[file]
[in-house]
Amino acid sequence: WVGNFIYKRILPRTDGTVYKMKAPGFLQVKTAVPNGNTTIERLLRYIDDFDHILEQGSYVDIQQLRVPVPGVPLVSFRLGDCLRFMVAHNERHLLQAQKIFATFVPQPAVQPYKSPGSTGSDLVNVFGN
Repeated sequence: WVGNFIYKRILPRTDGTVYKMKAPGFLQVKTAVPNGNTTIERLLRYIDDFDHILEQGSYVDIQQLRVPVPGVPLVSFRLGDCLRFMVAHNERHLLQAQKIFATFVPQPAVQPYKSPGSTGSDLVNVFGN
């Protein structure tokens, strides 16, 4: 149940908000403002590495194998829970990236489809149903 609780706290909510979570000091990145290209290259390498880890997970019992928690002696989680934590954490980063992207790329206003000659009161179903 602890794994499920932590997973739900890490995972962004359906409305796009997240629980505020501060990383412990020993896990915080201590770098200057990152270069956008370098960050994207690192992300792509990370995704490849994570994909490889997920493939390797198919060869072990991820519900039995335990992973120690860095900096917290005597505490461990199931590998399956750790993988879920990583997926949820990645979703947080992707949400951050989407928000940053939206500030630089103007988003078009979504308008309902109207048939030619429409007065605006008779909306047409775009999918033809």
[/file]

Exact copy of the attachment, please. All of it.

[in-house]
Amino acid sequence: WVGNFIYKRILPRTDGTVYKMKAPGFLQVKTAVPNGNTTIERLLRYIDDFDHILEQGSYVDIQQLRVPVPGVPLVSFRLGDCLRFMVAHNERHLLQAQKIFATFVPQPAVQPYKSPGSTGSDLVNVFGN
Repeated sequence: WVGNFIYKRILPRTDGTVYKMKAPGFLQVKTAVPNGNTTIERLLRYIDDFDHILEQGSYVDIQQLRVPVPGVPLVSFRLGDCLRFMVAHNERHLLQAQKIFATFVPQPAVQPYKSPGSTGSDLVNVFGN
């Protein structure tokens, strides 16, 4: 149940908000403002590495194998829970990236489809149903 609780706290909510979570000091990145290209290259390498880890997970019992928690002696989680934590954490980063992207790329206003000659009161179903 602890794994499920932590997973739900890490995972962004359906409305796009997240629980505020501060990383412990020993896990915080201590770098200057990152270069956008370098960050994207690192992300792509990370995704490849994570994909490889997920493939390797198919060869072990991820519900039995335990992973120690860095900096917290005597505490461990199931590998399956750790993988879920990583997926949820990645979703947080992707949400951050989407928000940053939206500030630089103007988003078009979504308008309902109207048939030619429409007065605006008779909306047409775009999918033809």